Air Date: Week of June 11, 1999
A mysterious cat, the eastern cougar, is making a comeback in the United States one hundred years after being hunted to near extinction. Its return means some soul-searching for residents who must learn to live with the truly wild animal.
CURWOOD: Most people who live in the eastern United States spend their entire lives without ever seeing an eastern cougar in the wild. But as the forests have come back in the east, so have more and more of these magnificent and big cats. Commentator Chris Bolgiano says the recent resurgence of the elusive animal means a lot of soul searching for rural residents.
BOLGIANO: Sometimes it seems like I'm the only person in the Virginia mountains, where I live, who hasn't seen an eastern cougar. My neighbor Willie tells about the big, long-tailed cat that streaked across the road in front of him one night. My friend Lori saw one around dusk at the foot of Little North Mountain. Dave, the woodsman, heard yowling and saw eye shine around his campfire near Seneca Rocks. Stories like these have accumulated by the thousands at the end of the 20th century. Now that a few of them have been proven true, there's a question looming ahead for us easterners, especially rural mountain residents like Willie, Lori, Dave, and me. Having once nearly exterminated them, have we as a society matured into the greatness of heart needed to actually live with cougars?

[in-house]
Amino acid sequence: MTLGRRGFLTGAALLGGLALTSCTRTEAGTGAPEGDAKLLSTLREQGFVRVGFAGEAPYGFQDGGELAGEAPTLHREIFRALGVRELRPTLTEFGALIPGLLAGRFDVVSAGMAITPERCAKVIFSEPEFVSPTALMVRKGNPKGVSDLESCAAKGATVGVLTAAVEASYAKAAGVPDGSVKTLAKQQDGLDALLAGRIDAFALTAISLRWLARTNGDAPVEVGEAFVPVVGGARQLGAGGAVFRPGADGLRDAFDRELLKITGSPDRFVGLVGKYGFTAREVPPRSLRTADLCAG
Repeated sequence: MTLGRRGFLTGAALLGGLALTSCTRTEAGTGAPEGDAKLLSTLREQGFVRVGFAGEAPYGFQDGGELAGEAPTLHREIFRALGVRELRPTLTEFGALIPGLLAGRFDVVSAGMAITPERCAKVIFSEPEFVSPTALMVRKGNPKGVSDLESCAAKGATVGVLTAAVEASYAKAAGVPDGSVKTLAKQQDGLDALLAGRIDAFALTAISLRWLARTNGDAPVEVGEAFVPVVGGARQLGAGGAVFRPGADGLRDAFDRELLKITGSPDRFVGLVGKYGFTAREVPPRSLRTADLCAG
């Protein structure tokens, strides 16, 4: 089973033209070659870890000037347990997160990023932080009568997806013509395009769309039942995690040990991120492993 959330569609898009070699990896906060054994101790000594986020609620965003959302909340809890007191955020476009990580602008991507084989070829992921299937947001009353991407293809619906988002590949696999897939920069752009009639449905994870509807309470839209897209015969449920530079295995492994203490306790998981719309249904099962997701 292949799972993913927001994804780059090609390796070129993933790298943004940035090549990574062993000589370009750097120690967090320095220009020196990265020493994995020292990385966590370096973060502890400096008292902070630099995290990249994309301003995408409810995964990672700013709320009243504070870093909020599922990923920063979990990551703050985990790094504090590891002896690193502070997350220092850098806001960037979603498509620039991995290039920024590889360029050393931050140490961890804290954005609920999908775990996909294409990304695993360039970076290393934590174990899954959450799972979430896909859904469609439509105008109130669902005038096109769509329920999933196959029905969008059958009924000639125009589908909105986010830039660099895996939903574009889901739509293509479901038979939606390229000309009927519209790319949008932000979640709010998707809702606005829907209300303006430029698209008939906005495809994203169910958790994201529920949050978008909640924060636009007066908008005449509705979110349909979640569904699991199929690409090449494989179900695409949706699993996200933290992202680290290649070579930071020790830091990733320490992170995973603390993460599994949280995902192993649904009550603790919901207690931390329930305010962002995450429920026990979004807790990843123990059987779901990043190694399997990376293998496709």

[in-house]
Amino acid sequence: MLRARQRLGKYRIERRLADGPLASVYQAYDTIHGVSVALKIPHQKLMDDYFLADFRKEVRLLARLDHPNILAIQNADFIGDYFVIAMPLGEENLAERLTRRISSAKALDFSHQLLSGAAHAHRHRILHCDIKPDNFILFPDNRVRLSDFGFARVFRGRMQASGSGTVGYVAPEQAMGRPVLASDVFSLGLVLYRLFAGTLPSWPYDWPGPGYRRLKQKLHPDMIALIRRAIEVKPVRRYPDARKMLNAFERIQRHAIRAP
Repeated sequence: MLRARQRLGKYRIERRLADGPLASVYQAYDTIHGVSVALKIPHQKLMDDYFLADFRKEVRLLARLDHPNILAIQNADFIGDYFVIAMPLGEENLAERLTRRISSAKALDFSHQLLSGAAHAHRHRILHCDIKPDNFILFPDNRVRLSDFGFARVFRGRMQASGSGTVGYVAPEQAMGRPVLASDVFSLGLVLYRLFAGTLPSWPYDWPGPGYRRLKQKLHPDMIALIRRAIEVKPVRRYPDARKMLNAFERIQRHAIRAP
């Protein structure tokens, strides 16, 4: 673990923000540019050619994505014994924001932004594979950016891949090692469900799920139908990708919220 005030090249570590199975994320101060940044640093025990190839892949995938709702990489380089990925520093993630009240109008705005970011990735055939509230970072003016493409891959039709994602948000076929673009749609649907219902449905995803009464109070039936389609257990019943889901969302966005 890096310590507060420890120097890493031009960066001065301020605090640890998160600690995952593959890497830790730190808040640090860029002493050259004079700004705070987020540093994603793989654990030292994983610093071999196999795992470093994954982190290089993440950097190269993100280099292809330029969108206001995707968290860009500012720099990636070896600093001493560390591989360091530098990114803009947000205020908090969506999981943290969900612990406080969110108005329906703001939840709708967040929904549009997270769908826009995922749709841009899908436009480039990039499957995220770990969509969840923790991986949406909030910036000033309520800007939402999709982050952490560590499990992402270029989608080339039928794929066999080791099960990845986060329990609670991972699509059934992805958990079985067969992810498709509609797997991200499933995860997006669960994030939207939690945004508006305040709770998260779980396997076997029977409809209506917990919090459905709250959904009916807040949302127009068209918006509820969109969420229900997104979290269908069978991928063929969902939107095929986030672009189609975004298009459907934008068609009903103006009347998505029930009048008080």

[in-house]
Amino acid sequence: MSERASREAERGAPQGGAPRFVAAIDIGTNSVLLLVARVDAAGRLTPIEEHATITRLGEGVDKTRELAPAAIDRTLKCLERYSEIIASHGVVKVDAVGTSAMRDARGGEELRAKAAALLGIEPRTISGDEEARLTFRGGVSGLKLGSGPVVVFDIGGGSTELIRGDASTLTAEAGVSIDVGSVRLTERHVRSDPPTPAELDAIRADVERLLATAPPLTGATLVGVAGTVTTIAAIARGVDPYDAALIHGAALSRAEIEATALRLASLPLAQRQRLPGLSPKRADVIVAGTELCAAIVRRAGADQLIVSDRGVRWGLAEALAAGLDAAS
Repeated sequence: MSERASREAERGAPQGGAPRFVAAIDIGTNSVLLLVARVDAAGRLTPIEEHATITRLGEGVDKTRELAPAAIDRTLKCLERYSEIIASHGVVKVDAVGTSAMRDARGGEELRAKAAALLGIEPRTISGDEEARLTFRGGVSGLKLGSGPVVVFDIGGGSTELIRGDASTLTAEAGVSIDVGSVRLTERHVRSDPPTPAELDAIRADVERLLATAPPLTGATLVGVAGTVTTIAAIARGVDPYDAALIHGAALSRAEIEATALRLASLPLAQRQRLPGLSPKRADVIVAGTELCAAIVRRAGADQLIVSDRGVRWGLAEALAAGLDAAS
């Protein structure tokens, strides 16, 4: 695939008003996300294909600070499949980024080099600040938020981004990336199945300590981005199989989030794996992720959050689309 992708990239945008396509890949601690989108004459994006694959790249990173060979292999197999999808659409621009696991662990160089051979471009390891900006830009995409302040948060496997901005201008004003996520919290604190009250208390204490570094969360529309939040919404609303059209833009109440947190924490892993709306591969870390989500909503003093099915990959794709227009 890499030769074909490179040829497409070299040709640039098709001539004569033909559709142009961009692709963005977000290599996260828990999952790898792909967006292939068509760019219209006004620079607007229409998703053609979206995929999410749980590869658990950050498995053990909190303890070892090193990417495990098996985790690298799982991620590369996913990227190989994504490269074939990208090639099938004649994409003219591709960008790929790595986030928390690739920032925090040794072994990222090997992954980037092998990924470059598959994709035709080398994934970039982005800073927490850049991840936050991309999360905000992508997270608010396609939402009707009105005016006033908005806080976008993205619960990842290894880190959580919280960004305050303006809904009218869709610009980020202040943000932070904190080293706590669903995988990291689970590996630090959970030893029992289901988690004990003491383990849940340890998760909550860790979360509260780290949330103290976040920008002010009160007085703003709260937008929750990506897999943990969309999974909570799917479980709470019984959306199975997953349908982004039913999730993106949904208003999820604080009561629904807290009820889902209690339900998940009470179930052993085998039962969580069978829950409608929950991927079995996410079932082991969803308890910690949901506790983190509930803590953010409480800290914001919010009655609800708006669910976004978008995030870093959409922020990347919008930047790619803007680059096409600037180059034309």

Also known as mountain lions, pumas, or eastern panthers, cougars became legendary even among woods-wise Native Americans for their magical elusiveness, their ability to utterly vanish into the landscape. Unlike bears, which have been teddyfied for a century, and wolves, whose admirable family life is now well-known, cougars are stealthy and solitary, and offer little on which to hang a notion of kinship. They must be accepted on their own wild terms. Cougars are still the rarest of all wild animals in the Appalachian Mountains. Nonetheless, as I walk through my woods, I stop to peer at whiskery arrangements of twigs and brush. Even though I haven't seen one, there is an image of cougar that haunts me. It comes from the true story of Patty Mountain, not far from my house, in 1850. In that snowy winter, local farmers tracked 2 of the last cougars in Virginia along the mountain crest. Boulders there stand tall and flat-faced as houses. The sibling pair of cougars took refuge in a deep den. The male was shot, but his sister escaped. She is my hope that the spirit of cougar has survived to give us a second chance. I see her, crouched in a rock den on Patty Mountain high above the valley, her muscles taut. I see her yellow eyes gleaming in the dimness of the cave. She is looking not at me, but beyond, maybe into the future.
CURWOOD: Chris Bolgiano is author of The Appalachian Forest: A Search for Roots and Removal. She comes to us from member station WMRA in Harrisonburg, Virginia.
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